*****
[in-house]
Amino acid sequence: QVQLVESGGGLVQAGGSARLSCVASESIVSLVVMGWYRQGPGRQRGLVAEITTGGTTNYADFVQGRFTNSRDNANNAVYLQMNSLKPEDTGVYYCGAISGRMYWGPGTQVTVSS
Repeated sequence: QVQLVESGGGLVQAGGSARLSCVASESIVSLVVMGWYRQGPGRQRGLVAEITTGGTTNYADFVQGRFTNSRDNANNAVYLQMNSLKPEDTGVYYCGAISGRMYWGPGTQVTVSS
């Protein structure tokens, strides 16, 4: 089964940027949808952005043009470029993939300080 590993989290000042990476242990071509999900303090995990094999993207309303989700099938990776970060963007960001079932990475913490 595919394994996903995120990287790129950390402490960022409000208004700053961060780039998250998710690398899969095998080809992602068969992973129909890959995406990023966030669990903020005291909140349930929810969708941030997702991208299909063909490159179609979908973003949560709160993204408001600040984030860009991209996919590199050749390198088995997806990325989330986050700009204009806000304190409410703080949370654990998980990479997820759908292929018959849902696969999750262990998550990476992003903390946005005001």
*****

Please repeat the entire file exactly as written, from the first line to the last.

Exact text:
[in-house]
Amino acid sequence: QVQLVESGGGLVQAGGSARLSCVASESIVSLVVMGWYRQGPGRQRGLVAEITTGGTTNYADFVQGRFTNSRDNANNAVYLQMNSLKPEDTGVYYCGAISGRMYWGPGTQVTVSS
Repeated sequence: QVQLVESGGGLVQAGGSARLSCVASESIVSLVVMGWYRQGPGRQRGLVAEITTGGTTNYADFVQGRFTNSRDNANNAVYLQMNSLKPEDTGVYYCGAISGRMYWGPGTQVTVSS
């Protein structure tokens, strides 16, 4: 089964940027949808952005043009470029993939300080 590993989290000042990476242990071509999900303090995990094999993207309303989700099938990776970060963007960001079932990475913490 595919394994996903995120990287790129950390402490960022409000208004700053961060780039998250998710690398899969095998080809992602068969992973129909890959995406990023966030669990903020005291909140349930929810969708941030997702991208299909063909490159179609979908973003949560709160993204408001600040984030860009991209996919590199050749390198088995997806990325989330986050700009204009806000304190409410703080949370654990998980990479997820759908292929018959849902696969999750262990998550990476992003903390946005005001």